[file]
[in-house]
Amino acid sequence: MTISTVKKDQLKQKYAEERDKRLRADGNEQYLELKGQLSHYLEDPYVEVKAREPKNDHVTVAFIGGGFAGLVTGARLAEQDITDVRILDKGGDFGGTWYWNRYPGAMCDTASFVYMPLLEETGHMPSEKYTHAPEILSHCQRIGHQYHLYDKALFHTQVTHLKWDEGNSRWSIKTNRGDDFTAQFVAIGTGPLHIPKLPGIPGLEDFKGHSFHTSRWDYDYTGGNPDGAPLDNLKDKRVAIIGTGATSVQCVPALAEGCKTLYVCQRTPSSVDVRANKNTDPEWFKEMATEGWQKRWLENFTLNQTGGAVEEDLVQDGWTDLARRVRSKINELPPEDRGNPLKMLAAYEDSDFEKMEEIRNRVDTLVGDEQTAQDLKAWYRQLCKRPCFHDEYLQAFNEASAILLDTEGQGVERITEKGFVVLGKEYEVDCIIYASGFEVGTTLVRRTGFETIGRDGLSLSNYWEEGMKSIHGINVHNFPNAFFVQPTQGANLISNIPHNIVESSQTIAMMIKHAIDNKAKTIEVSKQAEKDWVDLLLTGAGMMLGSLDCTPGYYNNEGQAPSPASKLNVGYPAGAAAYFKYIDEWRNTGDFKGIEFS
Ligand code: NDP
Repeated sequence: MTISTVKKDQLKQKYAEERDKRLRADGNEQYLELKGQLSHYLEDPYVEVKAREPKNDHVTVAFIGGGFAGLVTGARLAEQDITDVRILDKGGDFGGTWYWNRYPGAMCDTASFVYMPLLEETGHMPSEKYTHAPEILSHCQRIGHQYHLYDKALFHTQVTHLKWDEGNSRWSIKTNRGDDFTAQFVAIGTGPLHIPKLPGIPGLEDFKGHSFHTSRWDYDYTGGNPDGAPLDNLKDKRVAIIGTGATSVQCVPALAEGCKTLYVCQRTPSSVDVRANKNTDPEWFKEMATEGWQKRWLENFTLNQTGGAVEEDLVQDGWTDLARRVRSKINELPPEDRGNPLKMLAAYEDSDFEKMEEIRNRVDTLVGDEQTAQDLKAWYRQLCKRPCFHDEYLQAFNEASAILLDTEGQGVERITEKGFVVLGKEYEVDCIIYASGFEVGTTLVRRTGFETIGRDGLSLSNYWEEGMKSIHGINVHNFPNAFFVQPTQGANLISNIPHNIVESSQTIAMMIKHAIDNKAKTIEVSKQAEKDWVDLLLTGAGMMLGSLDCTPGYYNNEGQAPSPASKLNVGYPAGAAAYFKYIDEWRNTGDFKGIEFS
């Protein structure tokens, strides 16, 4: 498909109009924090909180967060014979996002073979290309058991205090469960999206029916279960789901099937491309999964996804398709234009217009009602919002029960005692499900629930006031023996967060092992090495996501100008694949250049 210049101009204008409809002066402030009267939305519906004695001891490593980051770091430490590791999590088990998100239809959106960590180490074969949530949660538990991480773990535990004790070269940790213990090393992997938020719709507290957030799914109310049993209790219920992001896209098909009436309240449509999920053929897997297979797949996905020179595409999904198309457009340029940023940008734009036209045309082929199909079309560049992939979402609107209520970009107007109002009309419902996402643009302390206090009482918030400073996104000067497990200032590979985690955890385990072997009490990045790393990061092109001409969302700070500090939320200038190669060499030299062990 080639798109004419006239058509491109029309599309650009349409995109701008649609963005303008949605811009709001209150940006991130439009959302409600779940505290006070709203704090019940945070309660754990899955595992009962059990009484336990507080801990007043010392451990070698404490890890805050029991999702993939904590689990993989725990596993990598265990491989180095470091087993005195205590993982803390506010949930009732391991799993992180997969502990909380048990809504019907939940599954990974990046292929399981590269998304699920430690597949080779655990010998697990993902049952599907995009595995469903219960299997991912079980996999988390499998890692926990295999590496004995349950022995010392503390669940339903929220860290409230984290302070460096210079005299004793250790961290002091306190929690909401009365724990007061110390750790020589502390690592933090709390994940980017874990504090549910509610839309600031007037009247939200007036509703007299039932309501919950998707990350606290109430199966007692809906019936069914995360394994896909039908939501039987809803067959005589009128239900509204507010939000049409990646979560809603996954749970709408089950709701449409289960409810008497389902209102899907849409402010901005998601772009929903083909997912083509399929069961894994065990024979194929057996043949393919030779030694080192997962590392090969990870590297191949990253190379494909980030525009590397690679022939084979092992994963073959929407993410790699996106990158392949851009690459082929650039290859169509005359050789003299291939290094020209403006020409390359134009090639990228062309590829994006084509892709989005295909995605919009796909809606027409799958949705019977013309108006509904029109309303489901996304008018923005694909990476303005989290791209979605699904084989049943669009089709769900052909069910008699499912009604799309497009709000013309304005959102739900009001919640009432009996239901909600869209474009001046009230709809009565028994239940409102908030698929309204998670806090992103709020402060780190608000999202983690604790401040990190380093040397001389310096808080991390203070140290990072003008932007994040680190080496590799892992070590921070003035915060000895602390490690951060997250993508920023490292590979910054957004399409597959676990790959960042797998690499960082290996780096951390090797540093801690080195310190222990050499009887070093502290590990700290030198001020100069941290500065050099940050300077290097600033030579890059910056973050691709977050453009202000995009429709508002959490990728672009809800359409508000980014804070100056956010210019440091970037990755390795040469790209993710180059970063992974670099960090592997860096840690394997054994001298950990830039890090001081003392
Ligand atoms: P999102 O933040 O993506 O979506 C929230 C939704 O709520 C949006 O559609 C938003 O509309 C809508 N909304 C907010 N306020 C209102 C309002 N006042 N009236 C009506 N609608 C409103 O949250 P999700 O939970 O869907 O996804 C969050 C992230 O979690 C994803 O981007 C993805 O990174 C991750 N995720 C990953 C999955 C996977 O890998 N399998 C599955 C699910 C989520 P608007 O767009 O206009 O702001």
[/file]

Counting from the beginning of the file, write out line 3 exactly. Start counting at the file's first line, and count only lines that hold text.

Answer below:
Ligand code: NDP